My Visit to Ledaig Heavy Athletics

by Thom Van Vleck

Banner that hangs in the Ledaig gym

Recently I got to make my first trip to Ledaig since Dave built his new facility.  This is Dave Glasgow’s family gym.  I say family gym because it belongs to his whole family.  You drive down that road and it’s hard to figure out which “Glasgow” to stop at as each mailbox has that name on it. But if you know Dave and he counts you as a  friend, then you are family, too!  This sits on some family property about 30 miles from Wichita, Kansas but really miles away from anyone!  It is near Rainbow Bend, Kansas and if you can find that then you are right up there with Columbus and Magellan as an explorer.  Dave used to train in a round metal tank that would literally roast you on a hot day.  The frame for the gym was put up years ago, I believe Dave’s Dad had built a metal frame and never finished it.  Dave got it done and there is a gym, shop and garage housed in the large building.  You could park a dozen cars in there if it were cleared out, but Dave has a quarter sectioned off for the gym that is walled in and the rest is full of tools, cars, and projects!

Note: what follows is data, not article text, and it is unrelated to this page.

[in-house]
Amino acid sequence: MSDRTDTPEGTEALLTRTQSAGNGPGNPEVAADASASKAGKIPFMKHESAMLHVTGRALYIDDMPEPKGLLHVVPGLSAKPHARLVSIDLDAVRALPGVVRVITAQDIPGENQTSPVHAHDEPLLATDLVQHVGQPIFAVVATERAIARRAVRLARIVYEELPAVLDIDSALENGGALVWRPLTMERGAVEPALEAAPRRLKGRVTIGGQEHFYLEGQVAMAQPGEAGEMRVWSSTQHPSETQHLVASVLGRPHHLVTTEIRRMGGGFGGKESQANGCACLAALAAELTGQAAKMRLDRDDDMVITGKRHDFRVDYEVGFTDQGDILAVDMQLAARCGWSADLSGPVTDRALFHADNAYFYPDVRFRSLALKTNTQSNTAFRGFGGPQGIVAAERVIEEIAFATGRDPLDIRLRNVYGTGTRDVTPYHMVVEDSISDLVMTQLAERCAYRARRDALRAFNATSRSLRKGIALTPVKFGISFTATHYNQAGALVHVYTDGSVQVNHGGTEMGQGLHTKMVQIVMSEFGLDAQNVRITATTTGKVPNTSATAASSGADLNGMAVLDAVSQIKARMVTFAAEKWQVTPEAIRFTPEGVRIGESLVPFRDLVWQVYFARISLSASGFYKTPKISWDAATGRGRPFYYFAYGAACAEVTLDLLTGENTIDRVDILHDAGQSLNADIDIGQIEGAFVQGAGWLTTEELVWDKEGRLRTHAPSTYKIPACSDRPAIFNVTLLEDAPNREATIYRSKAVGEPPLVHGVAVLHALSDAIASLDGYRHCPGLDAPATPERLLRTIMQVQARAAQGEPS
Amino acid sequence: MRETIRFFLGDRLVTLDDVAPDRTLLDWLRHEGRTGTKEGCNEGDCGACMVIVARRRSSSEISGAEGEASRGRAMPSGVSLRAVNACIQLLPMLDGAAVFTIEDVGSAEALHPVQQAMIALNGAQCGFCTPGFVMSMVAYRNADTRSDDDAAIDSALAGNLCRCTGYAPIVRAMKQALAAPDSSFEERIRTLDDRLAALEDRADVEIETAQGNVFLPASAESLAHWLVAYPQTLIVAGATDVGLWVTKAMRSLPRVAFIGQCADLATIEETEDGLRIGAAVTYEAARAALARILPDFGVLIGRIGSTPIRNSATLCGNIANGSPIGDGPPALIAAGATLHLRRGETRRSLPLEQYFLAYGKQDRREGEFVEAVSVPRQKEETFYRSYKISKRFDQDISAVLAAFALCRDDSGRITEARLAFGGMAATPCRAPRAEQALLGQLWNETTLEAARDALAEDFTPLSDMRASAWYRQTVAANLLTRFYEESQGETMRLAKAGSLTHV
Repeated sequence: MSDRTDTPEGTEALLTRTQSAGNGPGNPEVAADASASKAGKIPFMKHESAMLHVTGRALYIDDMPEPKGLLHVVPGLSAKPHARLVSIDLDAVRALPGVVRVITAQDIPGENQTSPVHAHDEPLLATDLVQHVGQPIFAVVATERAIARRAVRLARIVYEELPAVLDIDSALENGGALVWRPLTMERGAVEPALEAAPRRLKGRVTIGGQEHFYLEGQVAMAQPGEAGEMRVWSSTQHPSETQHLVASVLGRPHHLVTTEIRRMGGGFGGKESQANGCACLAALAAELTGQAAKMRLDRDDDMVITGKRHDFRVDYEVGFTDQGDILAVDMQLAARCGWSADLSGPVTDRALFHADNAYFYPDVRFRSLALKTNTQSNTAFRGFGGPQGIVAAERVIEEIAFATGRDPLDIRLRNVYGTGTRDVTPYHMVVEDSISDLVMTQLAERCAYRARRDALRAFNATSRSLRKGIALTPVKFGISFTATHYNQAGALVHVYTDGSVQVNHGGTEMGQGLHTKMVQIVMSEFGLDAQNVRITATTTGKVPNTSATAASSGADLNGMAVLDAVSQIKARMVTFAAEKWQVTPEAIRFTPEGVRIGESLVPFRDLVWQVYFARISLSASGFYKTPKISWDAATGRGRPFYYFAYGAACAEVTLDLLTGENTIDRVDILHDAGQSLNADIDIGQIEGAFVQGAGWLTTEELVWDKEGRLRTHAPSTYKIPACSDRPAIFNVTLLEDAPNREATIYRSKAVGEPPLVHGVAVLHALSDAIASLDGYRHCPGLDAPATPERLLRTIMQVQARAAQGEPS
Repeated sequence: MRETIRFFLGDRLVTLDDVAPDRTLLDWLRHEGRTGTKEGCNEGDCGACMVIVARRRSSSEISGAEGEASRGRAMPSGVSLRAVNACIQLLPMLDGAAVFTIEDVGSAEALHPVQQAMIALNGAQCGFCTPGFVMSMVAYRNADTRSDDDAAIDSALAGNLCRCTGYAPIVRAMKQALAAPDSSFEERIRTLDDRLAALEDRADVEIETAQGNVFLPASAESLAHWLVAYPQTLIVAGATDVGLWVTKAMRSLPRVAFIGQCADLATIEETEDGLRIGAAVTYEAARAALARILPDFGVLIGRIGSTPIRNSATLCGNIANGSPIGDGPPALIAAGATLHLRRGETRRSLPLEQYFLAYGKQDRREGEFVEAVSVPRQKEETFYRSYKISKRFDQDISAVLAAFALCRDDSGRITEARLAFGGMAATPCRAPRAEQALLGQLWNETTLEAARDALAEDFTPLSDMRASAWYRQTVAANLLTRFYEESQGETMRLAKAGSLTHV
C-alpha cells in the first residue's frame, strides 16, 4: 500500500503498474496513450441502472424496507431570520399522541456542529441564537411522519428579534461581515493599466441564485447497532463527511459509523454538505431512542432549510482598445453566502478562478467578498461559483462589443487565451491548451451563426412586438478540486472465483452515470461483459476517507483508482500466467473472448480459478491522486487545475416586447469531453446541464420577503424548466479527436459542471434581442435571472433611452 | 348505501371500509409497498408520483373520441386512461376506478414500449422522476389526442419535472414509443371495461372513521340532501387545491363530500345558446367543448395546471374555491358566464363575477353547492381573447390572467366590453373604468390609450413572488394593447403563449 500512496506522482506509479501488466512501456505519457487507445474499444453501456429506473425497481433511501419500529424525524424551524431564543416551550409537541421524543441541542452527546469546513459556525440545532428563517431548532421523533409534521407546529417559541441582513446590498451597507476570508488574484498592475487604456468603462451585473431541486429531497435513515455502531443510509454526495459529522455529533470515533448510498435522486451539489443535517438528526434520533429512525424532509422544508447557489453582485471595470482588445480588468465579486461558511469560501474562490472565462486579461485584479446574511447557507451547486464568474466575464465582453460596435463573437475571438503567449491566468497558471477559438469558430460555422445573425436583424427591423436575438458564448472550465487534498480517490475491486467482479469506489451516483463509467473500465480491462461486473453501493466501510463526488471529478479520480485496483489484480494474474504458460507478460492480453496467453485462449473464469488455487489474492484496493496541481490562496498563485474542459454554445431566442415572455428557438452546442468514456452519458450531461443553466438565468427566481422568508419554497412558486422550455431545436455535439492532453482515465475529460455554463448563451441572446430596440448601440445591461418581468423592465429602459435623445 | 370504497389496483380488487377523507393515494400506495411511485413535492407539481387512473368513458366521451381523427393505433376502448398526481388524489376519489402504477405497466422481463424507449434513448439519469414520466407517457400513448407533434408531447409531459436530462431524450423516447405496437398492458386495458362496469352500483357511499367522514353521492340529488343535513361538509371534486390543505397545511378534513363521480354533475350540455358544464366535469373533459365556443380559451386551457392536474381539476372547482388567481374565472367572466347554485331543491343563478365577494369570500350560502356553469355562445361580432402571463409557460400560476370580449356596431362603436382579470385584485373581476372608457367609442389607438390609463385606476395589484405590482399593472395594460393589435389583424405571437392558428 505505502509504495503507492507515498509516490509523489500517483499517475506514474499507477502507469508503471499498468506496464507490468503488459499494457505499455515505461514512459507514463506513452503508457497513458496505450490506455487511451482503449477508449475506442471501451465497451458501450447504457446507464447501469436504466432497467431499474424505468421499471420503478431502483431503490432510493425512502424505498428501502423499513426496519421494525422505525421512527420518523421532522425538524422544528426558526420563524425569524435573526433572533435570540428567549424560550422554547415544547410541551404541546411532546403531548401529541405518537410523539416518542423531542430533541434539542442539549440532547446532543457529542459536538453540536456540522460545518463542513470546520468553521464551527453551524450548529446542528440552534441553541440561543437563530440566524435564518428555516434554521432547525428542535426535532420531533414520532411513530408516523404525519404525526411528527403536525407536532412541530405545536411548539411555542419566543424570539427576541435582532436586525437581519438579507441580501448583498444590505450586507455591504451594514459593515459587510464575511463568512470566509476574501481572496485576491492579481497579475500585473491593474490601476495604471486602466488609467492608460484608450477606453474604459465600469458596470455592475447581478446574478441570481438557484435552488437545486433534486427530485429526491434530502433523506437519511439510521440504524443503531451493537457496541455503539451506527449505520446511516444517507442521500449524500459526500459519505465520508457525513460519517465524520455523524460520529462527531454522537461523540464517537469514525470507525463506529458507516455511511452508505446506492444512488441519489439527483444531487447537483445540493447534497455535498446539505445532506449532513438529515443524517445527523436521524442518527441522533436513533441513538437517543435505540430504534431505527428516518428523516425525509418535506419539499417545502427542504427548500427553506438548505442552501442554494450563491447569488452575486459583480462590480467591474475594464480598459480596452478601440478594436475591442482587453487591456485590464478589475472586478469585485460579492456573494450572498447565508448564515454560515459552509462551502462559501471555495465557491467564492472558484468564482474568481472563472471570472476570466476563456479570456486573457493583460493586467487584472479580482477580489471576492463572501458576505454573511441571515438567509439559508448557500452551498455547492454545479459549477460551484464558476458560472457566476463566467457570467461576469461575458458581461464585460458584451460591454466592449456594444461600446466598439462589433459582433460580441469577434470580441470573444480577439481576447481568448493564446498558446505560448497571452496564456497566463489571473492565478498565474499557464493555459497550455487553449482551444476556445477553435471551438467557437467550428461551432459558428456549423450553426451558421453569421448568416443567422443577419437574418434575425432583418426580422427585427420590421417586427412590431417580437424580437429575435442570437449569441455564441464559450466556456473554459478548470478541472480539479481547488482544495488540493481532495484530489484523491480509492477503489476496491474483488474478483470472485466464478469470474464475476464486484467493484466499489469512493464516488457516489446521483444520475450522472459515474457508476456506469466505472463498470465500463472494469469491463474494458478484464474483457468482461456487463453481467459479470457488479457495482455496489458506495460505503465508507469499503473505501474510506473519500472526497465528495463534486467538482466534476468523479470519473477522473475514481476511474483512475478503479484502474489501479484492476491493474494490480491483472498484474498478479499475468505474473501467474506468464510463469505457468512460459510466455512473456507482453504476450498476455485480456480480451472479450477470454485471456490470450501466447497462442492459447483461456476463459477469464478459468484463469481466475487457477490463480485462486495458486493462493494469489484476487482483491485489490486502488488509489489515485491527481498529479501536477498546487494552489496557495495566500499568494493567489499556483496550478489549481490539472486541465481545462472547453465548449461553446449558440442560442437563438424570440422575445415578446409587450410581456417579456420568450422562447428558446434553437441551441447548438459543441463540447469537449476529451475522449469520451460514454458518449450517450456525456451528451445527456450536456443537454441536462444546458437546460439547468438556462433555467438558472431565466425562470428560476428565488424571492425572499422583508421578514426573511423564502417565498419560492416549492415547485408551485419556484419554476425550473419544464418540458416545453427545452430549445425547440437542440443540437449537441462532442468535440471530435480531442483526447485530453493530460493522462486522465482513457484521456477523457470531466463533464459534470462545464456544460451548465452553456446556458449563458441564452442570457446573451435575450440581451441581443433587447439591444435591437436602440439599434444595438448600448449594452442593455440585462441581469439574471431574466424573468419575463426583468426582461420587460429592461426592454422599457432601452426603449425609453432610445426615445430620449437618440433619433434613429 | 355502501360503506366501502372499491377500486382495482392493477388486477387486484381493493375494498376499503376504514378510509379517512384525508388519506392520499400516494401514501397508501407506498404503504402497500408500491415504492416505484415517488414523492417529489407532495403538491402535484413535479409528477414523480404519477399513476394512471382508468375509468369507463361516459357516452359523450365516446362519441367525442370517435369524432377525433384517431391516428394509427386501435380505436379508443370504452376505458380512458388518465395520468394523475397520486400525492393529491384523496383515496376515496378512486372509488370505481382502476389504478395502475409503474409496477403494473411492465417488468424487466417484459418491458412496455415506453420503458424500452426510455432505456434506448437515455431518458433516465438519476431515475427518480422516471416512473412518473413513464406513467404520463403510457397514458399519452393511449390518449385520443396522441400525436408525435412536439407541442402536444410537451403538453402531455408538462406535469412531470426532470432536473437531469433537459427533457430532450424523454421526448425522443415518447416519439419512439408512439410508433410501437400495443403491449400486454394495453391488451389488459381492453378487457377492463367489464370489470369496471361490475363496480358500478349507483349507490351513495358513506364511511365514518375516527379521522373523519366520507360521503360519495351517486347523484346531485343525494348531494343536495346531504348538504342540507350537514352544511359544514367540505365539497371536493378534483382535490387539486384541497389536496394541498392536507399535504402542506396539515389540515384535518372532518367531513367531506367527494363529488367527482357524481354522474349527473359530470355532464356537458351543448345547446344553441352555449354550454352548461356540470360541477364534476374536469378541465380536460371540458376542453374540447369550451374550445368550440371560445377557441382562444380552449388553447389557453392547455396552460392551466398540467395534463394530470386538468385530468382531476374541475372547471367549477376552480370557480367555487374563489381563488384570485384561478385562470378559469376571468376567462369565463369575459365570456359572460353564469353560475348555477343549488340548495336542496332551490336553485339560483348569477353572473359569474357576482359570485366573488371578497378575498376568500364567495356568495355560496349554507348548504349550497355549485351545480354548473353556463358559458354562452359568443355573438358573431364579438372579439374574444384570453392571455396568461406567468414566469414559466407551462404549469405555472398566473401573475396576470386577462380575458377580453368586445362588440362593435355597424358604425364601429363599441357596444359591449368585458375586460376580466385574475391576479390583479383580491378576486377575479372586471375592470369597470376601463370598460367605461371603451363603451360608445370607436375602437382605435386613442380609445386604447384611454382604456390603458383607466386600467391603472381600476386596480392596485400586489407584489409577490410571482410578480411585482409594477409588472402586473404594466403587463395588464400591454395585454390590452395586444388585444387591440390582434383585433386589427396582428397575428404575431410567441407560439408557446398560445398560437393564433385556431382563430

Dave Glasgow cutting some steel rod in his gym to make stakes for Highland Games trigs.

I have been to many gyms overthe years and to me my favorites also include other “manly” pursuits.  My Uncle Phil has a reloading room attached to his gym.  Al Myers has a full scale metal shop in his gym.  Randy Richey (http://www.usawa.com/omega-force-christian-strongman-team/) has one of the coolest gyms I’ve ever seen with the a massive metal shop.   Hard to believe anyone could top Al’s gym, but Randy just might! I can’t top those guys but my gym has a workshop as well. Dave has entered the fray with a huge workshop area with the ability to cut, weld, and shape metal along with working on the two antique corvettes parked in his gym.

Some old school Eleiko bumpers at Ledaig

Another hallmark of a cool gym in my book is to have historical and cool things to lift.  Ledaig has many things, old and new to lift.  I was especially salivating over his Eleiko plates.  They are old and well used, but still cool nonetheless.  Dave has some equipment that he has used for many, many years in his gym and you can just feel the positive “mojo” in there!